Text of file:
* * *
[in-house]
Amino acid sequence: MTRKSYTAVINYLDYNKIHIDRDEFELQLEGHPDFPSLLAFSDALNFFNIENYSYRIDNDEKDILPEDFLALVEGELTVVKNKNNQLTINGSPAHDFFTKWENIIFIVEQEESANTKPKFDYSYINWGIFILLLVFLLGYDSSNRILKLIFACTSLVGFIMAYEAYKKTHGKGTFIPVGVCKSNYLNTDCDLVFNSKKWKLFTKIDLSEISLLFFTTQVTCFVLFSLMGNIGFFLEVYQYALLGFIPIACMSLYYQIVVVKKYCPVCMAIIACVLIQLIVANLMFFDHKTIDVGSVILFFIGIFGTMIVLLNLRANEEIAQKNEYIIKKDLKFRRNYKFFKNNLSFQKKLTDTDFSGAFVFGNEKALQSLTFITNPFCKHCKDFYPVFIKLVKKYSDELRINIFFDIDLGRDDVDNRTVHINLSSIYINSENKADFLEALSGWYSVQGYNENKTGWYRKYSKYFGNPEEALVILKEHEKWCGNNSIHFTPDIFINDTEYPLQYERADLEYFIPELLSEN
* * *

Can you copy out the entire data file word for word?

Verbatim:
[in-house]
Amino acid sequence: MTRKSYTAVINYLDYNKIHIDRDEFELQLEGHPDFPSLLAFSDALNFFNIENYSYRIDNDEKDILPEDFLALVEGELTVVKNKNNQLTINGSPAHDFFTKWENIIFIVEQEESANTKPKFDYSYINWGIFILLLVFLLGYDSSNRILKLIFACTSLVGFIMAYEAYKKTHGKGTFIPVGVCKSNYLNTDCDLVFNSKKWKLFTKIDLSEISLLFFTTQVTCFVLFSLMGNIGFFLEVYQYALLGFIPIACMSLYYQIVVVKKYCPVCMAIIACVLIQLIVANLMFFDHKTIDVGSVILFFIGIFGTMIVLLNLRANEEIAQKNEYIIKKDLKFRRNYKFFKNNLSFQKKLTDTDFSGAFVFGNEKALQSLTFITNPFCKHCKDFYPVFIKLVKKYSDELRINIFFDIDLGRDDVDNRTVHINLSSIYINSENKADFLEALSGWYSVQGYNENKTGWYRKYSKYFGNPEEALVILKEHEKWCGNNSIHFTPDIFINDTEYPLQYERADLEYFIPELLSEN